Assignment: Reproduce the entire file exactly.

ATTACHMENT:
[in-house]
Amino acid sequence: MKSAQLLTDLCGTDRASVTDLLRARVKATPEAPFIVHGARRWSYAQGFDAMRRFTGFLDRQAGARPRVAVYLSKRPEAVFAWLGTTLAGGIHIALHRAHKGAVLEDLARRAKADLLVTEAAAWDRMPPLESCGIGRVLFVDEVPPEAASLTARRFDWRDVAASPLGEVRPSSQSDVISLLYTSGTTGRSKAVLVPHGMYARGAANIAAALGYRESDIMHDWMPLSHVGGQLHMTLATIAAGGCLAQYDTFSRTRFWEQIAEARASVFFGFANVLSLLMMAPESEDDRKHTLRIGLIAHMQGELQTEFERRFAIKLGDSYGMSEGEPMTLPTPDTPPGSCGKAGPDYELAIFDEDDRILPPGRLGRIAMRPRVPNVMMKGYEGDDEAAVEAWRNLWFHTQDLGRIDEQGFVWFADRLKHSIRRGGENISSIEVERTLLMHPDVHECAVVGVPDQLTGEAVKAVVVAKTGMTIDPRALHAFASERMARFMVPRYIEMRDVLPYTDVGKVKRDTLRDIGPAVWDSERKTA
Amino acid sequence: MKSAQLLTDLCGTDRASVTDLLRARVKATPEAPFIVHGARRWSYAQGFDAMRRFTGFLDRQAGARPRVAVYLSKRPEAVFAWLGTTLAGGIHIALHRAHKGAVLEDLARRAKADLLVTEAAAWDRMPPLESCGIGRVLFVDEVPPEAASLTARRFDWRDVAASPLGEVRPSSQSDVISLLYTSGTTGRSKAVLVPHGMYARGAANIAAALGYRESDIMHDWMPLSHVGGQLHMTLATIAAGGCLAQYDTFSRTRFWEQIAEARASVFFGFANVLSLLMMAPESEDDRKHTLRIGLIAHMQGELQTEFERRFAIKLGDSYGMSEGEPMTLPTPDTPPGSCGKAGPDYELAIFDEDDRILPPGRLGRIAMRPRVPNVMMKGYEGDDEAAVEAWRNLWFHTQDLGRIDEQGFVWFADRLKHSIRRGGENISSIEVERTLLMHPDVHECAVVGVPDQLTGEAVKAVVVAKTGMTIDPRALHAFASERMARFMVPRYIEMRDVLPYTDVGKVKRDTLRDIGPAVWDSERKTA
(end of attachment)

[in-house]
Amino acid sequence: MKSAQLLTDLCGTDRASVTDLLRARVKATPEAPFIVHGARRWSYAQGFDAMRRFTGFLDRQAGARPRVAVYLSKRPEAVFAWLGTTLAGGIHIALHRAHKGAVLEDLARRAKADLLVTEAAAWDRMPPLESCGIGRVLFVDEVPPEAASLTARRFDWRDVAASPLGEVRPSSQSDVISLLYTSGTTGRSKAVLVPHGMYARGAANIAAALGYRESDIMHDWMPLSHVGGQLHMTLATIAAGGCLAQYDTFSRTRFWEQIAEARASVFFGFANVLSLLMMAPESEDDRKHTLRIGLIAHMQGELQTEFERRFAIKLGDSYGMSEGEPMTLPTPDTPPGSCGKAGPDYELAIFDEDDRILPPGRLGRIAMRPRVPNVMMKGYEGDDEAAVEAWRNLWFHTQDLGRIDEQGFVWFADRLKHSIRRGGENISSIEVERTLLMHPDVHECAVVGVPDQLTGEAVKAVVVAKTGMTIDPRALHAFASERMARFMVPRYIEMRDVLPYTDVGKVKRDTLRDIGPAVWDSERKTA
Amino acid sequence: MKSAQLLTDLCGTDRASVTDLLRARVKATPEAPFIVHGARRWSYAQGFDAMRRFTGFLDRQAGARPRVAVYLSKRPEAVFAWLGTTLAGGIHIALHRAHKGAVLEDLARRAKADLLVTEAAAWDRMPPLESCGIGRVLFVDEVPPEAASLTARRFDWRDVAASPLGEVRPSSQSDVISLLYTSGTTGRSKAVLVPHGMYARGAANIAAALGYRESDIMHDWMPLSHVGGQLHMTLATIAAGGCLAQYDTFSRTRFWEQIAEARASVFFGFANVLSLLMMAPESEDDRKHTLRIGLIAHMQGELQTEFERRFAIKLGDSYGMSEGEPMTLPTPDTPPGSCGKAGPDYELAIFDEDDRILPPGRLGRIAMRPRVPNVMMKGYEGDDEAAVEAWRNLWFHTQDLGRIDEQGFVWFADRLKHSIRRGGENISSIEVERTLLMHPDVHECAVVGVPDQLTGEAVKAVVVAKTGMTIDPRALHAFASERMARFMVPRYIEMRDVLPYTDVGKVKRDTLRDIGPAVWDSERKTA